Wednesday 26 September 2018

Paul Williams: Anglo Tapes were our 'black box' insight into crash

Former Anglo CEO David Drumm, who is currently serving a six-year sentence in Mountjoy (Niall Carson/PA)
Former Anglo CEO David Drumm, who is currently serving a six-year sentence in Mountjoy (Niall Carson/PA)

Paul Williams

The main objective in the wake of a catastrophic plane crash is the retrieval of the so-called ‘black box’ as investigators try to explain the cause of the disaster.

Apart from the flight data recorder, which preserves technical data, there is the cockpit flight recorder which contains the discussions of the pilots leading up to the fateful end.

The commentary in the moments before the flight plunges out of the sky is vital to developing the narrative around the cause of the calamity. The Anglo Tapes was our ‘black box’ insight.

The tapes contained recordings of internal phone conversations between senior executives at Anglo who clearly assumed their arrogant admissions of deceit and lies would never fall on unauthorised ears.

David Drumm’s expletive-strewn language provided an angry nation with the first clues about what was really going on in the cockpit of the rogue Anglo Irish Bank.

LISTEN: Anglo Tapes - Anglo boss David Drumm laughed as colleagues poked fun at bank's imminent collapse

From the mouth of the toxic bank’s former CEO spilled the unvarnished truth of his contempt for the State authorities – the Financial Regulator, the Central Bank and the Department of Finance – that had fallen asleep at the wheel.

The tapes, recorded before and after the bank collapse in 2008, brought the listener on a roller coaster ride as Drumm and his compatriots flew high and loose with billions in a desperate bid to somehow pull out of the dive – by laying it at the feet of the Irish taxpayer.

One illustration of that disdain was captured in a conversation between Drumm and his then head of treasury, John Bowe, which was recorded on October 2, 2008. But first the context.

It took place two days after a panicked Government rushed through the disastrous blanket bank guarantee which covered all deposits and borrowings, including bond holders, at all six Irish-owned banks for a period of two years.

The unprecedented move caused alarm throughout the eurozone with the German chancellor Angela Merkel, and later British chancellor of the exchequer Gordon Brown, expressing to the Irish Government their anger that the guarantee was encouraging eurozone banks to move huge deposits into Irish banks – leaving their own vulnerable to collapse.

But Drumm laughed off the high level concerns jokingly asking Bowe: “Ah, you’re abusing that guarantee. Paying too much in Germany I heard now as well. F**king ridiculous, John.”

His senior treasury executive broke into a spontaneous rendition of the old German national anthem: “Deutschland, Deutschland, Uber Alles.”

As both men cackled Drumm mocked the senior regulatory official who had contacted both of them to warn against Anglo abusing the guarantee.

Said Drumm: “I had (regulatory official) on this morning. I should be recording these calls for the f***ing craic – or at least making notes. (Mimicking official) ‘It’s f***in’ awful what’s going on out there. I mean the f***in’ Germans are on to us now, David, you know.”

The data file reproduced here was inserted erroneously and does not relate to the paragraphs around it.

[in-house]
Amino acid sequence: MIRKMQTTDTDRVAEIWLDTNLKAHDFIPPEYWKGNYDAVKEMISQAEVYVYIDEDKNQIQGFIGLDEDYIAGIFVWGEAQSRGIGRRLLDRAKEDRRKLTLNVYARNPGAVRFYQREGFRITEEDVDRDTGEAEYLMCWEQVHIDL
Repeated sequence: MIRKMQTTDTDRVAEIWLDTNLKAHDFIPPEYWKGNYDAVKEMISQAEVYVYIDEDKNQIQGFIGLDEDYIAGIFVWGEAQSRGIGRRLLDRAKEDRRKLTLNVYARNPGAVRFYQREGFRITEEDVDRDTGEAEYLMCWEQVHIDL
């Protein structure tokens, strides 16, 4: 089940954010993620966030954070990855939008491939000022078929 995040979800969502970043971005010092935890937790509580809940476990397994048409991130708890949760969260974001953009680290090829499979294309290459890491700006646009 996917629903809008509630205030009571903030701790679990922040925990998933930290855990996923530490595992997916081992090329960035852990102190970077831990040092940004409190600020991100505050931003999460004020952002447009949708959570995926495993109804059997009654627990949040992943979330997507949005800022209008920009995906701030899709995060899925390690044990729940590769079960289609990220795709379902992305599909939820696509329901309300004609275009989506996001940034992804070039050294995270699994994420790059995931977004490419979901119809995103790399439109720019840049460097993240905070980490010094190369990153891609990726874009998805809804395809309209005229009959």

Bowe explained the regulator’s concerns to his boss: “What he’s suggesting is that UK banks are setting us up by pointing money in our direction and then saying: ‘There ya go. That’s something that was ours that they’ve got.’”

Drumm replied: “So f***in’ what? Just take it anyway…Stick the fingers up.”

In another conversation with Bowe which was recorded in December 2008, Drumm castigated the finance minister of the day, the now deceasedlate Brian Lenihan, as he ranted about a lack of progress in talks to secure billions of euro of taxpayers’ money in funding.

He described a Government request to carry out an assessment of the quality of the banks assets – three months after the bank guarantee – as “insulting to the intelligence because they have guaranteed all our liabilities”.

Drumm said he intended to “punch” the minister when he met him the following morning, December 16.

He told Bowe what he intended sayingto the Minister: “Really, what I want to know is: ‘What’s this about process and due diligence and all this? You’re putting the Government guarantee at risk with your delays… and your lack of action’. And ‘what’s this about having to go through due diligence? You (Minister) made that decision on the 29th of September. You’ve told the f**kin’ world we’re all solvent. You’ve made, you’re actually, you’re pregnant on that.

“‘Now, can you protect your hundred billion guarantee of us, by writing a two or three billion cheque and get on with it, which will be the cheapest cheque… you ever have to write on us.

“So my goal tomorrow is to get that through to him: ‘Do you understand? Can I teach you just one piece of banking here? When you have guaranteed somebody’s entire liabilities, it’s smart to write a very small cheque to stop them being called. Which bit of that don’t you get?’

“Because I don’t think he gets it. And he’s very badly advised, obviously.

“So, I’ll probably punch him [Lenihan]. And I mean punch him, as if to say [to Lenihan]: ‘What are you actually doing? Because you are creating an awful lot of uncertainty... can we move the game where you give us a little bit more clarity than you have given in relation to availability of capital.’” 

Paul Williams broke the original Anglo Tapes in the Irish Independent

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